A Comparative Analysis of Business Models Utilized in the Heart of Change by Cohen and Kotter, to Organizational and Behavioral Management

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A Comparative Analysis of Business Models utilized in
The Heart of Change by Cohen and Kotter, to Organizational and Behavioral Management by Ivancevich, Konopaske, & Matteson

A Comparative Analysis of Business Models utilized in The Heart of Change by Cohen and Kotter, to Organizational and Behavioral Management by Ivancevich, Konopaske, & Matteson

Introduction
What is change? Change is ironically one of the very few consistencies in life. Yet we regard change as an aberration or a brief disruption, in a paradoxically ever so changing world. It is not a mystery then that the sum of all stress can be attributed to change, e.g., changes at work, changes in finances, changes in the family structure, etc. In light of this,
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A team on the other hand, is a mature group where cohesion facilitates interdependence among members (Ivancevich, et al, p. 277), but more importantly, Kotter and Cohen feel that teams develop a level of trust via the interdependence, that is not present in the common group. This sense of trust is what makes just a group of people a team (Cotter and Cohen, p. 50).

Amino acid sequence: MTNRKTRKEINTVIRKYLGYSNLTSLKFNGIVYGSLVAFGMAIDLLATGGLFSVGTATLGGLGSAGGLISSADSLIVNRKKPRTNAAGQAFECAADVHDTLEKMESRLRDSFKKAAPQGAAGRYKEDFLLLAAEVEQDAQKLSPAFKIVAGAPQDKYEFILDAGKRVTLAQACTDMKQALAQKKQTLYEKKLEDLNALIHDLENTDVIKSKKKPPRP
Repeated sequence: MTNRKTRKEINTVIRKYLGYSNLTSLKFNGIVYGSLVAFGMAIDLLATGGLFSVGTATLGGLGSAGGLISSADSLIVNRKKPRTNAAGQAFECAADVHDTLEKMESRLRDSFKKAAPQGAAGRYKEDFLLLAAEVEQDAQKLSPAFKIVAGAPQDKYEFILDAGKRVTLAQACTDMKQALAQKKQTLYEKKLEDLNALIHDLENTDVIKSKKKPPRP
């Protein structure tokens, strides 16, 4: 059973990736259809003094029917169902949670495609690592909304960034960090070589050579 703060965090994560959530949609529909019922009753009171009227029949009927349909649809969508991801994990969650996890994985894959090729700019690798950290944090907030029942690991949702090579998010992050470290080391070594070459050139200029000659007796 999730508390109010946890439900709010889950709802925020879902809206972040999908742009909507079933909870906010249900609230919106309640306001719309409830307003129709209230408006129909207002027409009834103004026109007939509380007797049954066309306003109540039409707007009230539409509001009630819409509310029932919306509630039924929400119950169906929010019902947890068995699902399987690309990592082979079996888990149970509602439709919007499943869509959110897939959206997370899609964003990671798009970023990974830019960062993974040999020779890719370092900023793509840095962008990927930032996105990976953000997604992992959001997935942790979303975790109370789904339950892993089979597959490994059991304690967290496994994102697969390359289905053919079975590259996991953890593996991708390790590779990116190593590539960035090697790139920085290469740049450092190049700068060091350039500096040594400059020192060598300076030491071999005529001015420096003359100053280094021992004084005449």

After the team is formed they can start developing the vision for the change strategy. This is stage three where the goal or urgency is set into motion. Cotter and Cohen outline four elements that may define this stage i.e., budgets, plans, strategies, and vision. Cotter and Kohen report that in this part of the process the four elements are delegated and not accomplished by just the team itself. Utilizing others in the change process may be critical in not just for providing information used in the process, but helping with creating the right process (Cotter and Kohen, p. 68).
Ivancevich, et al, although discuss’ teams in several other chapters, their perspectives on the use of teams in the change process are not completely aligned with Kotter and Cohen. From this point forth regarding organizational change efforts Ivancevich, et al, emphasizes structural approaches, task and technological approaches, people approaches, multifaceted approaches and appreciative inquiry as there steps to change. The concepts, however, could be

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